You wanted her to give Bernie’s speech. It was not good enough for you to have her credit Sanders for making these, in her words, ” economic and social justice issues front and center”.
You wanted his speech. Anything less means you attack her.
With friends like these……..
Terry and Ms 57,
Notice what Clinton has said: But how are you going to get it done? How are you going to break through the gridlock in Washington? Look at my record. I’ve worked across the aisle to pass laws and treaties and to launch new programs that help millions of people. And if you give me the chance, that’s what I’ll do as President.
She was first lady and later senator in extraordinarily hostile congresses. She says she’ll do the same thing as president that she did in those positions. That’s a fair standard for evaluation.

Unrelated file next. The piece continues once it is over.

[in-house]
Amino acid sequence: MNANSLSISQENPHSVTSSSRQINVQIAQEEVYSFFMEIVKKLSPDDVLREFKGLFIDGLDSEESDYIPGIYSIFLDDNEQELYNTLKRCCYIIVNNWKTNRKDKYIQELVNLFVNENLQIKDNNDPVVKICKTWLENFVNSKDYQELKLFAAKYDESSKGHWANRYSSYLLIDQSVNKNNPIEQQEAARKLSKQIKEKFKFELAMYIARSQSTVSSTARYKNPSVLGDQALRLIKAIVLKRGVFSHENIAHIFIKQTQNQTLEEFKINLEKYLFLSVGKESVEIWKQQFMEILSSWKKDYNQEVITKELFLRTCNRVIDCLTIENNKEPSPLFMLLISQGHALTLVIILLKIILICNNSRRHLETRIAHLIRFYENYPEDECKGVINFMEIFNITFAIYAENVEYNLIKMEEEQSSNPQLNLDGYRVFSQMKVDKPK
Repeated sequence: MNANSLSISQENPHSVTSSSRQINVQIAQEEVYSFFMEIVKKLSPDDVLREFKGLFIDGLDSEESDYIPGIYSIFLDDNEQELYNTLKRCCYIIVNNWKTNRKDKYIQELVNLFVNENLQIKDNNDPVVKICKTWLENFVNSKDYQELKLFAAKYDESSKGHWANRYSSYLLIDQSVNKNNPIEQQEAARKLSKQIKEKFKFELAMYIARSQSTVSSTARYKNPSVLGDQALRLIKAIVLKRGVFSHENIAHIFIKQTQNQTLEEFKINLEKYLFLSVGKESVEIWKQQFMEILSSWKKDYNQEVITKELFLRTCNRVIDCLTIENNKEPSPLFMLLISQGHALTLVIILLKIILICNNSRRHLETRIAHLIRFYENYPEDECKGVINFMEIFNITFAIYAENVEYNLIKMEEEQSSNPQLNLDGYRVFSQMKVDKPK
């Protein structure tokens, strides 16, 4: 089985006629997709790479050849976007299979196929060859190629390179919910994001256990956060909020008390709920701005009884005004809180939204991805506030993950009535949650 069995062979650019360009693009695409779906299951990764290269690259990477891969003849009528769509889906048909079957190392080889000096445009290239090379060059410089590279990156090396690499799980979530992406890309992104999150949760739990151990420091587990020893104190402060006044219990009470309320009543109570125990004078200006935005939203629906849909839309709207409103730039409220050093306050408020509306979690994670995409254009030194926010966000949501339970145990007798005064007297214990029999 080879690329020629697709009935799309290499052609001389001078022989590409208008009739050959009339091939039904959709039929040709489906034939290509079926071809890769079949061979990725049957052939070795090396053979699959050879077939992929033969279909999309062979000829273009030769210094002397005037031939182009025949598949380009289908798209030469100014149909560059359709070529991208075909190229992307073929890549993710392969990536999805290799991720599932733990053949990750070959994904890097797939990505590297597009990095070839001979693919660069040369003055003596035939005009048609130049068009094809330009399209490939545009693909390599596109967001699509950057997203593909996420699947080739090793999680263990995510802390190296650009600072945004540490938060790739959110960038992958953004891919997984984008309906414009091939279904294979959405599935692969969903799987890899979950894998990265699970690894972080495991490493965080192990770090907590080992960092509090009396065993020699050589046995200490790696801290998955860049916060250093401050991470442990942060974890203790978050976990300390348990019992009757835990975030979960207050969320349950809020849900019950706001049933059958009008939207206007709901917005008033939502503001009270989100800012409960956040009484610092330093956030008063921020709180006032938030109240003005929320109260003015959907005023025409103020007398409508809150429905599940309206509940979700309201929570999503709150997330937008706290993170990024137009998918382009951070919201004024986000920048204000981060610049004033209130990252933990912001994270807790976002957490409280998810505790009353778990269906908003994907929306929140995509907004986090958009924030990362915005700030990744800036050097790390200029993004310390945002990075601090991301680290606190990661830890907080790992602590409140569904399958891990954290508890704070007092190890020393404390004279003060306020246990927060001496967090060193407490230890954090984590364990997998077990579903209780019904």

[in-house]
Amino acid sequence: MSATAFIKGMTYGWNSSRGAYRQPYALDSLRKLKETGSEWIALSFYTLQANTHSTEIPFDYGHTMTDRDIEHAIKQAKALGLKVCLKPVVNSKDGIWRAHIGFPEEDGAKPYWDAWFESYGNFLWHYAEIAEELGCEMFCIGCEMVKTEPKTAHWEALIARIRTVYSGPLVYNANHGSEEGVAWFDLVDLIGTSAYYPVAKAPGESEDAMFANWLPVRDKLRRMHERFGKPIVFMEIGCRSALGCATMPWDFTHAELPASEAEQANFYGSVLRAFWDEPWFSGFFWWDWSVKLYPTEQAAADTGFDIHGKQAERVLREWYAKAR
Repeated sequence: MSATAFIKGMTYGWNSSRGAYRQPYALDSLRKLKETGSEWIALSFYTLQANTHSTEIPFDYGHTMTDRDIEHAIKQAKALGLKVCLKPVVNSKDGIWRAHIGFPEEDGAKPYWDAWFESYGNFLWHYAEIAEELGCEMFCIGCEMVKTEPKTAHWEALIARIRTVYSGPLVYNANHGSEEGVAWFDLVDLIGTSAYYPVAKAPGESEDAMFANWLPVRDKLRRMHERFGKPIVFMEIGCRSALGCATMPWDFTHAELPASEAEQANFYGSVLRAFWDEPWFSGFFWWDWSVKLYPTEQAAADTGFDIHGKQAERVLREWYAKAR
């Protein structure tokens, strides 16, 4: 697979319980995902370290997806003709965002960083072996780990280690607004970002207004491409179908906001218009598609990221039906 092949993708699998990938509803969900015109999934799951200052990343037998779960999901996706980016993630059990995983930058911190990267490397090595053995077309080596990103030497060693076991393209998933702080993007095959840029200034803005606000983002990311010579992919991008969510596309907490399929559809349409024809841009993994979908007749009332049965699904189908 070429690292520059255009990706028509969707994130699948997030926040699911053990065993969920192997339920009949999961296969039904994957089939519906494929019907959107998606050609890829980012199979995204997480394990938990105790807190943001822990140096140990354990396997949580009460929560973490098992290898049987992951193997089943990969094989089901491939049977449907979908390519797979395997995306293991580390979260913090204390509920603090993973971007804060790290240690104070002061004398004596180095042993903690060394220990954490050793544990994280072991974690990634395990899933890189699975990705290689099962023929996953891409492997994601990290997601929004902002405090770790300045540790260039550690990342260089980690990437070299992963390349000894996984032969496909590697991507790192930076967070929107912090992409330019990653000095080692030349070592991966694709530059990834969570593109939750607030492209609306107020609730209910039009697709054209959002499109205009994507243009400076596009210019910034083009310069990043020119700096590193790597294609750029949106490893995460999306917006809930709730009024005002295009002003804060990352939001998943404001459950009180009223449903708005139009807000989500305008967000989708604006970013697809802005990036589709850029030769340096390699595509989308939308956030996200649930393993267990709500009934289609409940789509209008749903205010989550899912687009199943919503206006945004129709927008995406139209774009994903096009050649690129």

Interesting how people uncomfortable with history deny it and call it revisionist.
“My idea is to say we cannot solve them? Excuse me?
What are you TALKING ABOUT? ”
What am I talking about? I am talking about your criticism of her speech which contains two parts in this area.
That there are economic and social issues we need to solve. You agree with that.
Then she says we must work together to solve them.
Simple math says if you disagree with her speech, then you have to disagree with one of those two things.
Um, my criticism was the same as Bruni’s: America is great; America is great; America is great! We don’t need to make it great AGAIN; it never STOPPED being great.
Message: Sure, we have problems. But they have nothing to do with a CHANGE in certain things in America. Which is ridiculous if you’re message also says that social mobility has all-but-halted; that incomes for all but the very top have stagnated, for nearly two decades now; that well-paying manufacturing jobs have been eliminated en masse; that the replacement service jobs pay about half that and have no benefits; that unlike in the past, no one but the upper middle class can afford to send their kids to their state universities, and if they do their kids graduate with massive debt; that politics is now a plutocracy (unlike in the old days); etc., etc.